In "Songbird," a devastating pandemic ravages the world and the United States is in its fourth year of lockdown. Infected Americans are ripped from their homes and forced into quarantine camps known as Q-Zones, from which there is no escape, as a few brave souls fight back against the forces of oppression. Amid this dystopian landscape, a fearless courier, Nico (Apa), who's immune to the deadly pathogen, finds hope and love with Sara (Carson), though, her lockdown prohibits them from physical contact. When Sara is believed to have become infected, Nico races desperately across the barren streets of Los Angeles in search of the only thing that can save her from imprisonment... or worse. (Gary Reber)
Special features include commentary with Director/Co-Writer Adam Mason, 18 deleted scenes (HD 44:59), the featurettes "The Story Of Songbird" (HD 43:59) and "The Making Of 'Kingdom'" (HD 04:07), a "Kingdom" promo video (HD 03:17) and a Movies Anywhere digital code.
The 2.39:1 1080p AVC picture, reviewed on a Sony Bravia Z9D 4K Ultra HD HDR display, upconverted to 2160p with greater resolution and luminance, was photographed digitally using the Red Komodo camera system and sourced from a 2K master Digital Intermediate format. The picture exhibits a gritty roughish appearance with an overall softness to the imagery. The color palette is saturated and stylized with visual effects. Resolution could be sharper but as is the pictures is filmic. This is a satisfying visual experience that does not disappoint. (Gary Reber)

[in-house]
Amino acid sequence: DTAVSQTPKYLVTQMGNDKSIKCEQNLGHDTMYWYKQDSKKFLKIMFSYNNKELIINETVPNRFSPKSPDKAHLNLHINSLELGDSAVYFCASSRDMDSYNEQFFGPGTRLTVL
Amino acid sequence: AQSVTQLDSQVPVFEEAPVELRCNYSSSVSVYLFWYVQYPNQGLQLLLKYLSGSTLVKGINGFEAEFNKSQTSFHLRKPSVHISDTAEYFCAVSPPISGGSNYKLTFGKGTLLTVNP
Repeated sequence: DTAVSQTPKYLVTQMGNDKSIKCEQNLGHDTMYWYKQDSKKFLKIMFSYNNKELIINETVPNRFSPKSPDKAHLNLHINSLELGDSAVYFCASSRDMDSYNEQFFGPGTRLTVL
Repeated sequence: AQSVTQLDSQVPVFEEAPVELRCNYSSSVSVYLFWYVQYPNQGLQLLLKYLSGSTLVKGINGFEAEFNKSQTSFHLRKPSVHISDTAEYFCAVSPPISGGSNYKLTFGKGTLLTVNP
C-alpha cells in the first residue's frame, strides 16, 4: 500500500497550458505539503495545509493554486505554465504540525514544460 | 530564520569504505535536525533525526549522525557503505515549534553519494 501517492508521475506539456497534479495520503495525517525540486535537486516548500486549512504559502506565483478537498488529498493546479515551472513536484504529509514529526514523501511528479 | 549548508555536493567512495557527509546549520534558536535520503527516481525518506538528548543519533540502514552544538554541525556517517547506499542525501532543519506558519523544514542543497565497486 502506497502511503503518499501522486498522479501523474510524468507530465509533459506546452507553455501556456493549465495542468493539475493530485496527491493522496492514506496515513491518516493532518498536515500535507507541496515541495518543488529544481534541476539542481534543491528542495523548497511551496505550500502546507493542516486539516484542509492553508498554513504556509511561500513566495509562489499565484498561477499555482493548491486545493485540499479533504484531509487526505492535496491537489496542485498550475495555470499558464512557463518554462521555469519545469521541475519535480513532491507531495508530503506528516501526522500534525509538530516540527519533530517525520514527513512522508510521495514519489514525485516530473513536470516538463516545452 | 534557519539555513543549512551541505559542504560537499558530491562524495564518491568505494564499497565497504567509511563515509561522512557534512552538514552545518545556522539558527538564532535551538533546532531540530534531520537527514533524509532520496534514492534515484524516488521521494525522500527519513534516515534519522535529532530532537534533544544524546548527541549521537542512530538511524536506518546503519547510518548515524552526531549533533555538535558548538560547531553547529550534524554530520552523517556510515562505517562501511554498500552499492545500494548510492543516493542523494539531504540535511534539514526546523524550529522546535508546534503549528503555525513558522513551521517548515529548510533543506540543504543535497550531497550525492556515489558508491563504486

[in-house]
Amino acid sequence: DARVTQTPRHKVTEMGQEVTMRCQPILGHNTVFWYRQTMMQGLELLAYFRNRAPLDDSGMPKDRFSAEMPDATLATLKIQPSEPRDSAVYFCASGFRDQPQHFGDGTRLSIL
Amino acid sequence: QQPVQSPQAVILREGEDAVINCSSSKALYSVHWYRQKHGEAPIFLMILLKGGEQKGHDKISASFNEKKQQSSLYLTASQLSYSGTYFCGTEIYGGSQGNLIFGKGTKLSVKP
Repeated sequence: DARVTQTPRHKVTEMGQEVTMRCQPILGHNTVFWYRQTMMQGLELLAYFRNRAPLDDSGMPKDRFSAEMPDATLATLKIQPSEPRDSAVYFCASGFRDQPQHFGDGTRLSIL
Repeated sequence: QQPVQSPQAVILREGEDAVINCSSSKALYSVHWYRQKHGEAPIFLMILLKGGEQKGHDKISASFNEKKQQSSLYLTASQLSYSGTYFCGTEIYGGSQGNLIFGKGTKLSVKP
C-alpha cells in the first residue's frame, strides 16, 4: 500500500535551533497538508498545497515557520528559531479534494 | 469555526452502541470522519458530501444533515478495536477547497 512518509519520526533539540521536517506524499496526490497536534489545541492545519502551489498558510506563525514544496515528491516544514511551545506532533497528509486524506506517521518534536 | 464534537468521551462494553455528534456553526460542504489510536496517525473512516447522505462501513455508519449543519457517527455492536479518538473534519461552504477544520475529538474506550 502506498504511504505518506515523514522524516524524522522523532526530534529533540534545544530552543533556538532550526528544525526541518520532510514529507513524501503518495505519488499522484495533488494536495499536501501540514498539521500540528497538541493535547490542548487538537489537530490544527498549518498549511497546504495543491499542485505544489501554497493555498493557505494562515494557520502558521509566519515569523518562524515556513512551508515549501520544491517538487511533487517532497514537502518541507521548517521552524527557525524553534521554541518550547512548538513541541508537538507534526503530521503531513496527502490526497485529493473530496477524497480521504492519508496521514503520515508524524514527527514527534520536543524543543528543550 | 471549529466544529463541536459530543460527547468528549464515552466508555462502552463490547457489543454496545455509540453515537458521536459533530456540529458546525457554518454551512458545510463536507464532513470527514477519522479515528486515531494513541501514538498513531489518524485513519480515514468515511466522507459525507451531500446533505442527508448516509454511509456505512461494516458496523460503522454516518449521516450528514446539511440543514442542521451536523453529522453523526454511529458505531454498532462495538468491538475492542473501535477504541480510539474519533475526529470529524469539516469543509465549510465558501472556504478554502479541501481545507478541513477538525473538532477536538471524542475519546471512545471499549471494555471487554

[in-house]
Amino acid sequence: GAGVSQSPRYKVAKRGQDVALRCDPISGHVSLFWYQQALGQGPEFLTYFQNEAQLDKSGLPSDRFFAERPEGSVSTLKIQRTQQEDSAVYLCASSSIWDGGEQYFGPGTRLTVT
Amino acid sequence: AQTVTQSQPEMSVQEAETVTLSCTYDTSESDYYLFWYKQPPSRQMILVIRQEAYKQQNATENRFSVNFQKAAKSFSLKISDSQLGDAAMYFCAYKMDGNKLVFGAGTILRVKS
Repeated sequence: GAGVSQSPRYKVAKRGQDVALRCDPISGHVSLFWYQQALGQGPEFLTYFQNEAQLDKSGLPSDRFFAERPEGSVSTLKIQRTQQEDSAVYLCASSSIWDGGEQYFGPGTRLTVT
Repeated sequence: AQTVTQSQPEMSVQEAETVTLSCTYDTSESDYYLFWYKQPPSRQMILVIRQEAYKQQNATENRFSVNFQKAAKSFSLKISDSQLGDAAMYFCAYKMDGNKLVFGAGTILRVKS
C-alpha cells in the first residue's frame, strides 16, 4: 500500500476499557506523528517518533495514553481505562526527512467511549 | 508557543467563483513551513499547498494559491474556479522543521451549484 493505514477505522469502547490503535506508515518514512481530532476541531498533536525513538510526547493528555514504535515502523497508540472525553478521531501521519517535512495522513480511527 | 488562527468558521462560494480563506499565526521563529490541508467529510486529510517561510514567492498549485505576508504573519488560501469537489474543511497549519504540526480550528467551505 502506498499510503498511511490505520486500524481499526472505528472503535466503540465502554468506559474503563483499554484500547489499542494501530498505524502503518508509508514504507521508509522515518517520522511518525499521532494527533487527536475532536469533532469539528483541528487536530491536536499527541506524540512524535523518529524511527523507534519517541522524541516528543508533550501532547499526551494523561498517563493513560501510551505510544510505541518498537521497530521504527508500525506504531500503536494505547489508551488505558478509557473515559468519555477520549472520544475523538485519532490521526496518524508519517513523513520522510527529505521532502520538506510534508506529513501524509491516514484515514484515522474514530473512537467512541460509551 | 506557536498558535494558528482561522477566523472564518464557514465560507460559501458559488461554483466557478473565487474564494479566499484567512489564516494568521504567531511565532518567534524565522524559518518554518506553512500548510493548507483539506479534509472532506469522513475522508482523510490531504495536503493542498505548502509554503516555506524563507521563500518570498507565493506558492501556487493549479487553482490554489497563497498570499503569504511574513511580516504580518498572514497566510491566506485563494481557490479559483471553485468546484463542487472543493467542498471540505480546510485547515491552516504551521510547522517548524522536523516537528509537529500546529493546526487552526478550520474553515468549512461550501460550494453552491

The DTS-HD Master Audioô 5.1-channel soundtrack projects natural sound effects, such as Nico's motorcycles sounds and door poundings. Atmospherics are subtle but realistic. The orchestral/synthesizer score is aggressive across the soundstage with extended surround envelopment. Low-frequency content in the music is deep and powerful, as well as very directionalized. Dialogue is clear and intelligible with good spatial integration. This is a well-crafted soundtrack with eerie sound effects and dynamic music that is hauntingly supportive. (Gary Reber)